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Are You Ready to Hit the Dog Park?

  • Heidi

Dog Park 101

In the Twin Cities, we’re lucky to have access to several fantastic dog parks. But are they a good fit for you and your pup?

dogs playingDog parks come with a lot of pros including mental and physical exercise for dogs, the opportunity to socialize with their own species, and additional bonding time with their devoted human. Unfortunately, visits can also cause dogs stress and put their health and safety at risk. Humans can have negative experiences as well, often centered around bad encounters with other dog owners.

When considering a dog park visit, ask yourself the following questions to ensure it is something you and your dog would enjoy:

  • Does your dog love other dogs?
  • Does your dog have a lot of energy to burn?
  • Does your dog respond to basic commands, especially coming when called?
  • Is she fully vaccinated with flea and tick prevention in place? Altered (spayed or neutered)?

Remember, not all dogs enjoy socializing with other canines or humans. If you or your dog are fearful, shy, anxious, or aggressive, the unique energy and dynamic of a dog park may not be a good fit. Some dogs who may face challenges at dog parks are seniors, dogs with health and physical limitations, and pups who are not good at reading canine social cues.

If dogs parks are a good fit for you and your dog, these additional steps can help ensure a positive experience before you set out:

  • Search for reviews of local dog parks online through Sidewalk Dog, Yelp, Google, Facebook or other reliable sources like your veterinarian, pet supply store, or Wagging Tails staff members.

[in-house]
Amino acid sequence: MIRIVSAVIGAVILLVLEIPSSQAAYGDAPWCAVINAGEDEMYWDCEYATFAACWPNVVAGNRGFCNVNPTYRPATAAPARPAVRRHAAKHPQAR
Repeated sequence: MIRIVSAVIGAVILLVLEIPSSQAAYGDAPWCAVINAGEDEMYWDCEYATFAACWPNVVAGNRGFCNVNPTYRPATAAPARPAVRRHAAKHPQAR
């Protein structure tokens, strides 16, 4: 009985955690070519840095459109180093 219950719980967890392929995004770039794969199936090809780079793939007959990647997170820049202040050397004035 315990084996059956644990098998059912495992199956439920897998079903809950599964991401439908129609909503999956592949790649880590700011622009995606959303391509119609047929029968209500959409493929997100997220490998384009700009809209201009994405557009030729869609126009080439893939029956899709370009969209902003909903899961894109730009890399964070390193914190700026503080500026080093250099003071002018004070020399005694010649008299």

• Visit the prospective dog park at least once to observe before bringing your dog.
  • Brush up on basic commands through our Obedience Academy to ensure your dog is ready for their big day out.
  • Learn basic canine body language and communication so you can effectively supervise your dog’s play and avoid conflict before it escalates. And, be prepared to safely intervene if a canine argument occurs.

When the big dog park visit finally arrives, keep these recommendations in mind:

  • Is there a crowd? Are the dogs playing happily? Watch for potential troublemakers, it may be a good idea to come back later.
  • Dogs are often eager to meet new arrivals at the dog park. Help your dog remain at ease by waiting a few minutes to enter the park while the others become accustomed to her presence.
  • Pay attention to your dog!! Supervision at all times is key to ensure interactions remain positive and controlled. If she does not seem to be having fun or if questionable dogs arrive, leave immediately so the visit remains a positive one.
  • Pairs or groups of dogs playing nonstop can lead to overexcitement. Move to new areas of the park often and encourage your dog to follow you to keep her energy in check.

Not ready to venture outdoors to the dog park? Start your dog with a doggy daycare “Playday” session and ask one of our Canine Coaches how you think she would do. Her safety and yours are our top priority.

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